The FBI and the US National Highway Traffic Safety Administration warned on Thursday that the rising use of computers in vehicles poses increasing risks of cyberattacks.
Stories by Jeremy Kirk
Millions of Android devices are at risk yet again after researchers found a new way to exploit an older vulnerability that was previously patched by Google.
The latest version of the TeslaCrypt ransomware has tidied up a weakness in previous versions that in some cases allowed victims to recover their files without paying a ransom.
Major websites including the BBC, Newsweek, the New York Times and MSN ran malicious online advertisements on Sunday that attacked users' computers, a campaign that one expert said was the largest seen in two years.
Tens of thousands of Web browsers may have been exposed to ransomware and other malware over the last few days after malicious advertisements appeared on high-profile websites.
Google doubled the bounty it will pay for a successful exploit of its Chromebook laptop to US$100,000, sweetening the pot in hopes of drawing more attention from security researchers.
A patch has been released for a component that enables chats in several instant messaging clients to be encrypted.
Locky, a new family of ransomware that emerged in the last few weeks, has quickly made a mark for itself.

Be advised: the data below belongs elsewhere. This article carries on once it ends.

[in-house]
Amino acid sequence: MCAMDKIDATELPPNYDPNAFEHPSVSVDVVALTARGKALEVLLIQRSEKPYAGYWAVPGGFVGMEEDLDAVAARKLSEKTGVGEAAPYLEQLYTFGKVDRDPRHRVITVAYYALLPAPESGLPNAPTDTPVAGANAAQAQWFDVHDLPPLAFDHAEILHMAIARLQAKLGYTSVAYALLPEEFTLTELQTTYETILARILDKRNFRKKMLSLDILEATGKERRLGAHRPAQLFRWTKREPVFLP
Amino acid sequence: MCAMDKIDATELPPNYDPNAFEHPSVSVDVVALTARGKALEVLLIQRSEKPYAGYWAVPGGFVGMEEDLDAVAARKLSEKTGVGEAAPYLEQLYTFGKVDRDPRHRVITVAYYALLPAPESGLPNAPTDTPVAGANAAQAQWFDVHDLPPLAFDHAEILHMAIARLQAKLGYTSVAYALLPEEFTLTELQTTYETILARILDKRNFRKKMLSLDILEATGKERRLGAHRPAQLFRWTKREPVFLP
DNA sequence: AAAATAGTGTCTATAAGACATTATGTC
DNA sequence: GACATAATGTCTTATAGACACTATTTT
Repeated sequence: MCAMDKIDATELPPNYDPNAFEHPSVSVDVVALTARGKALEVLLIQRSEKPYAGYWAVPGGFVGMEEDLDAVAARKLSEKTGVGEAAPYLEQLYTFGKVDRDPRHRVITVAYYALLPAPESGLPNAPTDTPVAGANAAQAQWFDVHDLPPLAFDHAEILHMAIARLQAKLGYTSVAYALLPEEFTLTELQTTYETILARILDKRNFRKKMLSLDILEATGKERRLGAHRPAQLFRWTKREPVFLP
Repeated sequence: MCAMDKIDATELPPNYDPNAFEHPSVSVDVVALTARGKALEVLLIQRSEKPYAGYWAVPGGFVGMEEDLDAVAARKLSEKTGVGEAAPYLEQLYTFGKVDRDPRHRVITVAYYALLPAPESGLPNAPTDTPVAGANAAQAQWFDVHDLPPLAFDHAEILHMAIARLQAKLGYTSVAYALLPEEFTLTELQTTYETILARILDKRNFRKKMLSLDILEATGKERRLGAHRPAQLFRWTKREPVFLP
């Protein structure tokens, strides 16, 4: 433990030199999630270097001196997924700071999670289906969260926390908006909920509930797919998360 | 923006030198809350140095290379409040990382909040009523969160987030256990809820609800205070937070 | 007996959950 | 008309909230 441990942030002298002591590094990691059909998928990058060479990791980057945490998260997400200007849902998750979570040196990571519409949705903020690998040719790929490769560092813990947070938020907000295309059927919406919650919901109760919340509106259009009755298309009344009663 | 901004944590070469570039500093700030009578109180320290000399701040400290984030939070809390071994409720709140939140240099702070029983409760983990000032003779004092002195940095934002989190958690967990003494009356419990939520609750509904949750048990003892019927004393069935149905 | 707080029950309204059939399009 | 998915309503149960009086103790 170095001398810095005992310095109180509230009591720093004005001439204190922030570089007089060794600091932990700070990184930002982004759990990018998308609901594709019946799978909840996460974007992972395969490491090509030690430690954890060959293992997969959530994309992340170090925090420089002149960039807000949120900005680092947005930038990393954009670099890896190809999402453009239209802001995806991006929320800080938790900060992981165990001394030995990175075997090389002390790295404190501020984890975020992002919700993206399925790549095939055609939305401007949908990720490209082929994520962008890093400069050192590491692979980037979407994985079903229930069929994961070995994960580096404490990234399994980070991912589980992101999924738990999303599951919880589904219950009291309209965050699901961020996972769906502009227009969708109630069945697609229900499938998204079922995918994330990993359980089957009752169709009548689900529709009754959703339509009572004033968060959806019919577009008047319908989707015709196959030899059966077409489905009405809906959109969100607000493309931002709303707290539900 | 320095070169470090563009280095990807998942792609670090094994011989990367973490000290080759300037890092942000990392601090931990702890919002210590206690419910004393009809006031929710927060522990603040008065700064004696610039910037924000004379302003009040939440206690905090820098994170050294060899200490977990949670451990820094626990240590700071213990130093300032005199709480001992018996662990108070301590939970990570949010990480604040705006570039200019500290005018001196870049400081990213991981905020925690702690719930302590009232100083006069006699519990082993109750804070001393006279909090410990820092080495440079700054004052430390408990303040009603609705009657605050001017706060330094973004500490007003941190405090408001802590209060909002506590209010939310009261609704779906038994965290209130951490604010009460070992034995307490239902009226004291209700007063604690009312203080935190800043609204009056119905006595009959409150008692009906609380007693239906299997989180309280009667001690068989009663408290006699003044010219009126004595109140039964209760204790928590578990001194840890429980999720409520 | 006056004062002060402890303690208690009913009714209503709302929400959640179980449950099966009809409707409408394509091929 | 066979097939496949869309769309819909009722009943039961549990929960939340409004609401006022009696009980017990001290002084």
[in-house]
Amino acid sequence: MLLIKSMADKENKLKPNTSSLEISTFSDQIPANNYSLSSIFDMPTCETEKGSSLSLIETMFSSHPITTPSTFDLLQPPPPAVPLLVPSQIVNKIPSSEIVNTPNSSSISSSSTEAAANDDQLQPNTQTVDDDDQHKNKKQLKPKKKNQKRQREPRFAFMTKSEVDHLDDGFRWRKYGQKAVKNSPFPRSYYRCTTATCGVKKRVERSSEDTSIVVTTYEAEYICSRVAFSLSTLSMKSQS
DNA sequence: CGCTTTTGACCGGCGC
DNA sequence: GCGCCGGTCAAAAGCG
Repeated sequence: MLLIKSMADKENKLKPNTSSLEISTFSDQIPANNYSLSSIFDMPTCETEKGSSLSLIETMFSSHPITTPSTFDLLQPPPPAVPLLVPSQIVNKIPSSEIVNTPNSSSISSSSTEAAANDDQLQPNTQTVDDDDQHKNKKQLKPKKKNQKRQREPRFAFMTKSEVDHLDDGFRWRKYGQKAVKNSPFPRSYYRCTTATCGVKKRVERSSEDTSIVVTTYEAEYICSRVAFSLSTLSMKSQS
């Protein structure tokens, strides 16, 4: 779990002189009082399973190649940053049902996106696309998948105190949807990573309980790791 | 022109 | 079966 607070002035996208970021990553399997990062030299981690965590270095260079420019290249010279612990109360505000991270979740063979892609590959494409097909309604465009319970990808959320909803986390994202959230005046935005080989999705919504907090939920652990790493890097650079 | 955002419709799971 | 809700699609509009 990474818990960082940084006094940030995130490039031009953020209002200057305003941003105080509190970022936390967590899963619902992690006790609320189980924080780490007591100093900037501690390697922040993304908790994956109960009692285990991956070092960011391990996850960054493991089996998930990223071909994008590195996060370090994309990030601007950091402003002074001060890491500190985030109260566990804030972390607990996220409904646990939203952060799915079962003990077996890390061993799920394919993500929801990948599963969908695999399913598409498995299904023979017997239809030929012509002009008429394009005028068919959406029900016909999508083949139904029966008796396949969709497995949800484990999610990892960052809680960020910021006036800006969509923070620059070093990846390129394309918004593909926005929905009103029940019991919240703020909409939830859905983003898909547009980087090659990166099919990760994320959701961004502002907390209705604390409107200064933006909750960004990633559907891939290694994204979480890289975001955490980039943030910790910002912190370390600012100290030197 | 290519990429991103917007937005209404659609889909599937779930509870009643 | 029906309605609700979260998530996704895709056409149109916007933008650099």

The iPhone 5c at the center of the legal battle between Apple and the FBI might be accessible through a delicate hardware technique, but experts warn it would be difficult.
Let's Encrypt, an organization set up to encourage broader use of encryption on the Web, has distributed 1 million free digital certificates in just three months.
Google has released 16 patches for Android, including one for a critical remote execution vulnerability in the operating system's mediaserver.
With the help of security researchers, Apple over the weekend quickly blocked a cyberattack aimed at infecting Mac users with file-encrypting malware known as ransomware.
A year-long experiment that baited hackers to try and break into systems netted an interesting result: a single letter, x, was one of the most common password guesses.
Jerome Segura, a senior security researcher with Malwarebytes, was recently stumped by a cyberattack he was studying. It seemed to keep vanishing.
Security researchers say they've analyzed a new piece of OS X malware likely linked to Hacking Team, the controversial Italian company that sells surveillance software to governments.